The City of Lloydminster is trying to eliminate its operational deficit.
A number of methods have been proposed to further reduce the deficit, including asset sales, a four per cent raise in property taxes, and the deferral of equipment replacement. The finding of “efficiencies” has also been raised as a tool to balance the budget, and two City employees have been laid off, as well as two positions going unfilled.
The City is also approaching the local branch of the Canadian Union of Public Employees (CUPE), in order to secure of a Letter of Understanding that would change the current collective agreement between the union and the municipal government.
The current agreement was approved after quick negotiations in March of 2015, and is in place until 2018. Under the deal, union workers had a wage increase of three per cent in 2015, with further raises of 2.75 per cent set for 2016, 2017, and 2018.
According to a presentation made to the union on Nov.29, 2016, two changes are being sought by the City. The first would be the creation of a “Summer Student” salary band, which would become part of the collective agreement. In 2017, workers in the salary band would be paid $15.00 an hour, which would then increase by 2.75 per cent in 2018 to $15.41.
The projected cost savings from the change are pegged at $225,000 per year.
The second change is the implementation of a mandatory five-day “deferred leave” per year, across all City employees, in 2017-18. Under the deferred leave system, two per cent of employees pay would be held, to be used when the employee would be off on deferred leave, in a total of 25 pay periods.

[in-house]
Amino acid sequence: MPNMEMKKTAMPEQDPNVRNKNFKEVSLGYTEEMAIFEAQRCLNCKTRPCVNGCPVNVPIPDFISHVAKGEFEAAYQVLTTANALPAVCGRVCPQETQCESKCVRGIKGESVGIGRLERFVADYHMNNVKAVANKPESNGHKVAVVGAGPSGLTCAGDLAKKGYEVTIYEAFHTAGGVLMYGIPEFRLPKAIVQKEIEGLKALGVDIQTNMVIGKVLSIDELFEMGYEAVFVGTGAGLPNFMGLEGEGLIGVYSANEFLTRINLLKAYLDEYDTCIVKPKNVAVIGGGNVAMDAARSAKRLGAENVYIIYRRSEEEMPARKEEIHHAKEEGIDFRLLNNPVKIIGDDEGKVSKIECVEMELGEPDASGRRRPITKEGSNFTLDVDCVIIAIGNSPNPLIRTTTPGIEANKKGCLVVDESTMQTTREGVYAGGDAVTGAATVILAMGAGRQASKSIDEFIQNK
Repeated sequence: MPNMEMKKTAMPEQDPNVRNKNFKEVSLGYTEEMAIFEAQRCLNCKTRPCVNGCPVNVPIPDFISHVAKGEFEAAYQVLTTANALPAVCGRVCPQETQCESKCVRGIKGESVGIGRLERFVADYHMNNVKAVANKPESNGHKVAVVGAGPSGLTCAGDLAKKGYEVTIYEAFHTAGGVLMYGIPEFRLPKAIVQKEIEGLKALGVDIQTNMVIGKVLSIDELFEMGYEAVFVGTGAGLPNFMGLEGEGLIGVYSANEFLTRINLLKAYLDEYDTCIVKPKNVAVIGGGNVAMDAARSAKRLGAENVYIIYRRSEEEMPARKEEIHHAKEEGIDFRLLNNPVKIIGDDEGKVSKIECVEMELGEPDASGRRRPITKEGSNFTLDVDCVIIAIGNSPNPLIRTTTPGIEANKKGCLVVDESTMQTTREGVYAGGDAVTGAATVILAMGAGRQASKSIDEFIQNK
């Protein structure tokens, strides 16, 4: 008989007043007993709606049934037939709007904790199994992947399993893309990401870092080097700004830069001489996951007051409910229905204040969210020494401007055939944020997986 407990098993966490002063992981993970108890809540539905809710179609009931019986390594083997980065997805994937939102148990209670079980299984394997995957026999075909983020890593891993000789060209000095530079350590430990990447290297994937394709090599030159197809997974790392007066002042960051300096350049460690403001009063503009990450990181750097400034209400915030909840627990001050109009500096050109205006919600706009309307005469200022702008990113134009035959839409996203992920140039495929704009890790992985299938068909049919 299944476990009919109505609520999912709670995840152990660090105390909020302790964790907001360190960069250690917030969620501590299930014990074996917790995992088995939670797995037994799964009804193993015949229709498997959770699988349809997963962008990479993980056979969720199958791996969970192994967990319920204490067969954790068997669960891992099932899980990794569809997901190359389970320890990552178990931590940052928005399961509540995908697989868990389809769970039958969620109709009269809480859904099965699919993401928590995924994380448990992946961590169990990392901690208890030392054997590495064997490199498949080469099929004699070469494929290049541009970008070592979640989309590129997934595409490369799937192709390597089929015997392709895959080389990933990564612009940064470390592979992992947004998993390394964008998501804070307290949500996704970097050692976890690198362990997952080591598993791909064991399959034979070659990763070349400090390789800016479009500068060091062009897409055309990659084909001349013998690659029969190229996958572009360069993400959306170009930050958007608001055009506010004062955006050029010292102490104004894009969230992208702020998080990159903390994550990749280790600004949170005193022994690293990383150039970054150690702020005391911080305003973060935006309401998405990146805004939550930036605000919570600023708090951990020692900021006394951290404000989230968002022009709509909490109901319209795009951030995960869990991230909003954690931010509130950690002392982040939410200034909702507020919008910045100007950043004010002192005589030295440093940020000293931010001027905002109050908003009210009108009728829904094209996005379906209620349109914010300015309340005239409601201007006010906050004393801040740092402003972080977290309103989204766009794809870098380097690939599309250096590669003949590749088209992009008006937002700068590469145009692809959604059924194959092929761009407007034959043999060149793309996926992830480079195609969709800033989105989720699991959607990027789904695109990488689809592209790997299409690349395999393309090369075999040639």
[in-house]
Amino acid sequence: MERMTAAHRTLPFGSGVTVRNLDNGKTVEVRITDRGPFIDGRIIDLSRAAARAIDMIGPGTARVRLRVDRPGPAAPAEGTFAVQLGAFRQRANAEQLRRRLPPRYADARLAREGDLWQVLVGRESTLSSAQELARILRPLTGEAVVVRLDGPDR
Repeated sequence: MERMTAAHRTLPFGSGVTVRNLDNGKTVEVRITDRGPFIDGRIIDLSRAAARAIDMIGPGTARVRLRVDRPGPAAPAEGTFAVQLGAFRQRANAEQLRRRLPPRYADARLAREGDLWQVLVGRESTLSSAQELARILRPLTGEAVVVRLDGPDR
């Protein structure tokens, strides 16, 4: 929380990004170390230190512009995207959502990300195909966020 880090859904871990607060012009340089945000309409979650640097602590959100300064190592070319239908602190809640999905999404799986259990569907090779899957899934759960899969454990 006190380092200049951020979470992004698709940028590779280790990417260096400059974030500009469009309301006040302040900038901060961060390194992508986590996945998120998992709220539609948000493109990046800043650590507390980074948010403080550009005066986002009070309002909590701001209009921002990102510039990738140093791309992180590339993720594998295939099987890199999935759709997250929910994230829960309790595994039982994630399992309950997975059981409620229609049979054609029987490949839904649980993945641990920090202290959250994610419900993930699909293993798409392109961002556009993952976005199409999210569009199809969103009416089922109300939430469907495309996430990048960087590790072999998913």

Employees in City facilities that close between Dec.25 and Jan. 2 would be expected use a portion of their leave in those off periods, while employees working in facilities that stay open year-round would use the leave during the calendar year. The projected cost savings from the change are expected to equal $450,000 per year.
In the City’s presentation, the total cost savings from the changes are set at $675,000 per year. The proposed changes are also said to not impact service levels, and were included in the second draft budget presented to city council on Monday.
According to Roxanne Shortt, the president of CUPE Local 1015, the union and the City are working together in the current economic climate in order to a deal that works for fiscal responsibility. However, as the union will be meeting on Thursday to vote on the changes, she did not wish to comment further, to avoid influencing the voting.
However, she did say that if the changes were rejected, it would be up to the municipal government to decide what to do next.